Collazo was supposed to face Jose Benavidez Jr., but their fight fell through when Benavidez injured his leg. Considering that he was shot in the leg a few years back, it was the smart move, no matter how much Collazo was looking forward to the fight. In place of Benavidez stepped Abdukakhorov, an Uzbekistani in desperate need of a catchy nickname; his birthname was Qudratillo Xabibullo Ogli Abduqaxorov, so he is at least making it a bit easier for us. A 26-year-old who sports a 16-0 record, Abdukakhorov has nine knockouts on his record and has fought in places like Russia, Singapore, Malaysia and the United States. His opponents have all been good fighters, but they hail from places like Hungary, Zimbabwe, Japan and Tanzania, so it is not as if he has any wins over household names. His stoppage of Charles Manyuchi needs to have more views on YouTube, if only so people will appreciate how easy it is for the Emaneul Augustus drunken boxing style to go horribly wrong.

Collazo might not be a household name, but he has been in the ring with some. In fact, he has been in boxing so long that he was actually the opponent for Ricky Hatton’s American debut in 2006, and over the course of his long career, he has fought a number of other extremely well-known names, from Andre Berto and Victor Ortiz to Amir Khan and Keith Thurman. Of those opponents, he only managed to defeat Ortiz, and at 38 years old, he now holds a record of 39-7. Collazo has gone on a three-fight winning streak since the Thurman loss, though it should be noted that this will be the first time since 2015 that he has fought twice in the same year.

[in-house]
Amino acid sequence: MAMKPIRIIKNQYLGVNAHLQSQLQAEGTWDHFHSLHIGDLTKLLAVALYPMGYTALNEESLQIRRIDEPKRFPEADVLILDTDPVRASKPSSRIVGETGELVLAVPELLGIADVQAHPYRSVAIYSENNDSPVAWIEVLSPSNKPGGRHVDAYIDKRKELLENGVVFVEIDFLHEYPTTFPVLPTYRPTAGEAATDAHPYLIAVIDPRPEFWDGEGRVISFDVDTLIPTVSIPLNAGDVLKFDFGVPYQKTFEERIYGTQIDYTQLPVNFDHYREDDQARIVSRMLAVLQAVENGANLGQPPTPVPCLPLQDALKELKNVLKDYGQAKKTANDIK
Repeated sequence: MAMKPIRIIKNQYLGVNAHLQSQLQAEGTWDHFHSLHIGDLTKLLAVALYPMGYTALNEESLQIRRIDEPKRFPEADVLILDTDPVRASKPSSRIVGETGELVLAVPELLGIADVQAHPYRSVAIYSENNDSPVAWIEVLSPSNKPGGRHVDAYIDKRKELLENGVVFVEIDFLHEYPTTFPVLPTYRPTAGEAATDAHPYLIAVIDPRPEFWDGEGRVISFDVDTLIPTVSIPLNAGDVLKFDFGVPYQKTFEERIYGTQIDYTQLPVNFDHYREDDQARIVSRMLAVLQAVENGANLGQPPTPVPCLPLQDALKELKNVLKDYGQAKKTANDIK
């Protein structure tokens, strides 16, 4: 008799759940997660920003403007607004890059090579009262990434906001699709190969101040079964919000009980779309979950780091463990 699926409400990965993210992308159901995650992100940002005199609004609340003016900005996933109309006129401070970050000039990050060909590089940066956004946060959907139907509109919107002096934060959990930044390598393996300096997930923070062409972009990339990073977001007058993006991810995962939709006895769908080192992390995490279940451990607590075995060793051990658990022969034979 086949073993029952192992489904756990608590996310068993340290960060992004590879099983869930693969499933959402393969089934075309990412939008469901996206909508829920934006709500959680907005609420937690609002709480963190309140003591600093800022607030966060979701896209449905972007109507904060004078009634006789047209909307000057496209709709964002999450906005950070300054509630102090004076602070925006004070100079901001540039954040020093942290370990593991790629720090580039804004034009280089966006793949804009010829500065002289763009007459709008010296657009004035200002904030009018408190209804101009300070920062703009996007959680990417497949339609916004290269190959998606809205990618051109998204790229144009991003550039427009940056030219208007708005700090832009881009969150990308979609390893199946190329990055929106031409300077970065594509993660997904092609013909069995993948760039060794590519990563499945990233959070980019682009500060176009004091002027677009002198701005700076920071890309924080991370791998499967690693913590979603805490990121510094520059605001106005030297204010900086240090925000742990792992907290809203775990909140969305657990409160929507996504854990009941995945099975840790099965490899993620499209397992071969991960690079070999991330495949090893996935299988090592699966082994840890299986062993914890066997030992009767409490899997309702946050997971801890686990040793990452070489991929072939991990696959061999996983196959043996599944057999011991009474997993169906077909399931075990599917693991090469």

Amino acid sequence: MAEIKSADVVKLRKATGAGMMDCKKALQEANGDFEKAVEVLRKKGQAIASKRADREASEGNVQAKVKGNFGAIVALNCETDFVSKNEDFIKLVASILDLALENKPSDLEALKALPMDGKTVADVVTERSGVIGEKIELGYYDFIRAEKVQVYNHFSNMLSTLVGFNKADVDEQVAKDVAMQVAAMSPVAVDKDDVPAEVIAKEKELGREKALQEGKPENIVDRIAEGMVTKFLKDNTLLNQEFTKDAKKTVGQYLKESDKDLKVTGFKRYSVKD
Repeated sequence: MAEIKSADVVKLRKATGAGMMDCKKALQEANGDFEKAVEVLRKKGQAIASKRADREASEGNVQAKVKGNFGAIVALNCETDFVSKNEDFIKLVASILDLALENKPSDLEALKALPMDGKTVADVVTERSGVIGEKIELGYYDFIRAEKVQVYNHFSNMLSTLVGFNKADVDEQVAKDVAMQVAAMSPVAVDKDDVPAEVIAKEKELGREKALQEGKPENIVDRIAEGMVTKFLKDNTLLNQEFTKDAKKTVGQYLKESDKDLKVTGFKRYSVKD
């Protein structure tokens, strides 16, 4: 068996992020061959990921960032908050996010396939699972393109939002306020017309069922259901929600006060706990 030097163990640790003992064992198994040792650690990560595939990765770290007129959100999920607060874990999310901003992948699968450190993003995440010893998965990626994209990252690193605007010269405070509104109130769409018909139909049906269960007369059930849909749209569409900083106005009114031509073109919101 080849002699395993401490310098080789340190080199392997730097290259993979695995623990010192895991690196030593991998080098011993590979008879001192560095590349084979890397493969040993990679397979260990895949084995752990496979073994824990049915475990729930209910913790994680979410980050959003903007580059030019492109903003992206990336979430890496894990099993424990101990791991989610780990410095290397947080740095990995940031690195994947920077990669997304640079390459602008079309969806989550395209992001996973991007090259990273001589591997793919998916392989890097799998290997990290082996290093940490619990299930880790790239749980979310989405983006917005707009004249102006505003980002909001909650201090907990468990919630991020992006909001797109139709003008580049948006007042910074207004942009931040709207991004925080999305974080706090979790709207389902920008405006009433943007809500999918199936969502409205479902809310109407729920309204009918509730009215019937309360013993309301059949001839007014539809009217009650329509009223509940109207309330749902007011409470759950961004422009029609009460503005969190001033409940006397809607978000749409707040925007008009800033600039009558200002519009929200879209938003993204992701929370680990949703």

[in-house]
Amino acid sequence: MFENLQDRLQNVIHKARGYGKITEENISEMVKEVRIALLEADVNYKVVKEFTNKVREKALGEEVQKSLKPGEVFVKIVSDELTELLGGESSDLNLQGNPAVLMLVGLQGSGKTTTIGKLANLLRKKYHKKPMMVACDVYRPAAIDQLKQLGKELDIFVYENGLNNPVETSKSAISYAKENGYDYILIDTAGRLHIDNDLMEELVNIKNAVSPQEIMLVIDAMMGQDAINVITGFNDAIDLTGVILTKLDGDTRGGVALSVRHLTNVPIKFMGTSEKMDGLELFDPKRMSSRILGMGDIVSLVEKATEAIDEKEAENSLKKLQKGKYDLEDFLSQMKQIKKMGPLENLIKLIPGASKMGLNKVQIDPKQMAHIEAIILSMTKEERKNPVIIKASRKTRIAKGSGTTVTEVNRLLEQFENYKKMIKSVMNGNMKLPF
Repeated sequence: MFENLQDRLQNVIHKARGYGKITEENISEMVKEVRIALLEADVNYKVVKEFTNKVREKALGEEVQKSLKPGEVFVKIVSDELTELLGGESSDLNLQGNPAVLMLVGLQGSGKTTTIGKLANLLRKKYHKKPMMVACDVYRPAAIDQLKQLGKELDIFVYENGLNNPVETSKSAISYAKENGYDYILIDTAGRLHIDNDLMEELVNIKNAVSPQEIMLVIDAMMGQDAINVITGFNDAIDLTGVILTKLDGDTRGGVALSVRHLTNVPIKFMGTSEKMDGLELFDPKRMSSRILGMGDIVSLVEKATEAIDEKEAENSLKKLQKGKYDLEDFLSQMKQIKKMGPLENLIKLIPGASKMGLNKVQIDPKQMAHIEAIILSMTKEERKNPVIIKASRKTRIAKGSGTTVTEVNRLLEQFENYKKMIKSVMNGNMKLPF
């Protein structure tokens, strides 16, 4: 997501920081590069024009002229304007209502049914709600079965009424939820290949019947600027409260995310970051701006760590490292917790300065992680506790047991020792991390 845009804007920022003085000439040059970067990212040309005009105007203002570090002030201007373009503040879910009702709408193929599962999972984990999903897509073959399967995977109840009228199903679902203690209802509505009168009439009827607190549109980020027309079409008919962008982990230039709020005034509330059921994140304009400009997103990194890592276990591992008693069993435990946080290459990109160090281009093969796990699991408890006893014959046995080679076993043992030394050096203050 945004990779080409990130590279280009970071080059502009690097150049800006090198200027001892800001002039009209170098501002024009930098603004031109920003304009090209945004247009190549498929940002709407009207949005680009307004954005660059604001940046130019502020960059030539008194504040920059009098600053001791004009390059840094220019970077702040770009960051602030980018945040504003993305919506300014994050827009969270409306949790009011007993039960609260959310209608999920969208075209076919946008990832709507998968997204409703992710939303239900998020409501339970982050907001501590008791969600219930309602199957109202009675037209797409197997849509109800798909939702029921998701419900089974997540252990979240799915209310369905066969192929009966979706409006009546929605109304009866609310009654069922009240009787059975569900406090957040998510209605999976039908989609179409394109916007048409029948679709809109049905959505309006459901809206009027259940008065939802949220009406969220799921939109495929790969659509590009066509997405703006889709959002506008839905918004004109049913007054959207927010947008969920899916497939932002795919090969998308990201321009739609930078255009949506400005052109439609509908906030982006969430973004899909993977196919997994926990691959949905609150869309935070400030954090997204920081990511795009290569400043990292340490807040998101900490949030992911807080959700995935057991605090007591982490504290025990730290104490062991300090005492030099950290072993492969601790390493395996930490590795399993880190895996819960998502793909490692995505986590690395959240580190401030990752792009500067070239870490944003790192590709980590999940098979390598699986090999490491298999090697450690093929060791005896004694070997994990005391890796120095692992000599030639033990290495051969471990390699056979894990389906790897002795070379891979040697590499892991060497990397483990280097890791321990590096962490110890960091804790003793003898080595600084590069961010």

For Abdukakhorov, the path is clear. Collazo is far from his physical prime but represents a well-known name on what will be a widely viewed card on American basic cable. From a promotional standpoint, it makes perfect sense. The question centers on whether the slick, 38-year-old southpaw can show it makes zero sense inside the ring.